Dave (egnald)
 

jttheclockman

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First of all not enough info is given to answer your question. Everyone is guessing or using the old standby answers. Lets start at the beginning. What type wood is it?? What CA are you using?? Are you using an accelerator and if so is it made for the CA you are using?? Is it a spray can or mist bottle?? Are you using any oils under the CA?? I noticed black marks near the centerband. That is either from sand dust from the bushings or water has turned black spots. I ask these questions because you said you had this appear in other blanks and if so what woods were they?? You say it has a matt feel to it, is this after it was polished?? Did you wet sand with MM?? When did this patch appear first?? Could it be a defect in the wood. ??? Tell us your routine in applying CA and finishing, including amount of coats.

Answer these questions and we can get closer to the correct answer. To me it looks like moisture under the finish.
 

leehljp

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Pure "sand through". I know you are amazed that this happens but unless you use calipers to measure your CA buildup, you cannot know for sure how much CA build up you have. Some people will add 10 coats but have very very thin buildup and sand through.

Also, it is occurring on one side. This is a sign of either one of two things: Using a mandrel with a very slight bend or bushing out of round; So, when you sand it, you are sanding more on one spot than the others. There is more to it than that, but that is the general reason.
 

1080Wayne

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Agree with Hank on this . Being turned turned on a wood lathe does not guarantee the result is truly round . Headstock/tailstock alignment may not be perfect , mandrel may be bent , bushings may not be round , uneven wood hardness , changes in the wood grain - one or all can contribute to less than perfect roundness at a spot on the piece . Tools not razor sharp exacerbate wood hardness and grain problems .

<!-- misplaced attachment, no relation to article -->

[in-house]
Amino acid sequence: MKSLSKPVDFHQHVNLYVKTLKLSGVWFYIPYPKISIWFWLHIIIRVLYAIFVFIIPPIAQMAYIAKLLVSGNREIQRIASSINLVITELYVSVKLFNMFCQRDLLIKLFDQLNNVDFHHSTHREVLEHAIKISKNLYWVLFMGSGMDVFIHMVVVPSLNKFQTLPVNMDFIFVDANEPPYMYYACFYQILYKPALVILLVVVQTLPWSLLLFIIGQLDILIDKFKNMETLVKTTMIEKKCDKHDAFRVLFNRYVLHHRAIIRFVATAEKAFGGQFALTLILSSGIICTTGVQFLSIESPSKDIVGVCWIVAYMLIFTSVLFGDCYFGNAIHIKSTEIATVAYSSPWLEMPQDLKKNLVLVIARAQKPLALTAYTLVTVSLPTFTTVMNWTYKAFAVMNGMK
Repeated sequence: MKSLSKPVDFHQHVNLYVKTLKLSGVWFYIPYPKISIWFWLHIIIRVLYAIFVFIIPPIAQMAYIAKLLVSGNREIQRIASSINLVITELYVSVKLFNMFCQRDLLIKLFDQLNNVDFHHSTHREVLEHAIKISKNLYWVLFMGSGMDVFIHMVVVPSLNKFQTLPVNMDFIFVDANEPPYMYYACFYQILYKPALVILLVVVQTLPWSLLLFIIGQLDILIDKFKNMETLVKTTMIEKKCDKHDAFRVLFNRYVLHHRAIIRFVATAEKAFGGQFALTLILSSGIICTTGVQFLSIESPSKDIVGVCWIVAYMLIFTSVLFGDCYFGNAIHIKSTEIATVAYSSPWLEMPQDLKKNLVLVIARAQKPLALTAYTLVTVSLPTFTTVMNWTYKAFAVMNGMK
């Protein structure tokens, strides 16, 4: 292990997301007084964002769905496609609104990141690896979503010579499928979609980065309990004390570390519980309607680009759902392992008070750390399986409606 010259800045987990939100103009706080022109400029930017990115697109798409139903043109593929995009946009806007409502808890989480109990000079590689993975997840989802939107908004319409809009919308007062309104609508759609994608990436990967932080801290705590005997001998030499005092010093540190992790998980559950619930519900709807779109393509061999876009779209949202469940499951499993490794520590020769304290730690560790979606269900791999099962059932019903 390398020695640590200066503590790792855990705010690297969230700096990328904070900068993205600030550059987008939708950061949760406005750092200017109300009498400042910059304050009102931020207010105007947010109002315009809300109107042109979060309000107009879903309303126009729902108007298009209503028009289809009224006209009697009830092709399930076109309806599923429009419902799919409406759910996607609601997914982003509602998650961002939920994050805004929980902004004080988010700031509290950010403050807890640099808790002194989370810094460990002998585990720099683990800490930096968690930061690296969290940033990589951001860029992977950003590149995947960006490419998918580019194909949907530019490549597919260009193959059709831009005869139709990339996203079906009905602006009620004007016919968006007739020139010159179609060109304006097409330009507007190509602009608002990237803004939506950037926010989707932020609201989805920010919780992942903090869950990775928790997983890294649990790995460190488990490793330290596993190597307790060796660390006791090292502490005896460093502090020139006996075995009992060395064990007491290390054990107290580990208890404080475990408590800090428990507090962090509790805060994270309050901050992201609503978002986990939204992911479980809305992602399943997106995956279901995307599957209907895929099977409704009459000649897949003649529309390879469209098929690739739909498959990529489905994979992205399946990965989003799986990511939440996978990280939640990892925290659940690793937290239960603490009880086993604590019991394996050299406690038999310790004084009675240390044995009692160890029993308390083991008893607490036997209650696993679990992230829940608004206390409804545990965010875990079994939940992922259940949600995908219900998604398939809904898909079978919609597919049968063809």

Probably not possible to lay down a perfectly uniform finish thickness on anything not exactly round , so best approach is to build finish thickness a few thou over component diameter , then sand down to that . What matters is that there be finish everywhere , not that it be uniformly thick .
 

Dehn0045

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That may be possible. I applied two more layers after I had noticed that spot and it still remained however.

Is the spot "unchanged" or just "still visible"? In my experience, sand-thru spots will typically become less noticeable after reapplying CA but often don't disappear completely. At a minimum the dullness and slightly rough texture should be gone, this is typical for sand-thru spots that I have encountered. More recently I have been using a skew to prep, I find that when I break through the CA with a skew it is less noticeable after reapplying CA than when I break through with sandpaper.
 

jttheclockman

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Is the spot "unchanged" or just "still visible"? In my experience, sand-thru spots will typically become less noticeable after reapplying CA but often don't disappear completely. At a minimum the dullness and slightly rough texture should be gone, this is typical for sand-thru spots that I have encountered. More recently I have been using a skew to prep, I find that when I break through the CA with a skew it is less noticeable after reapplying CA than when I break through with sandpaper.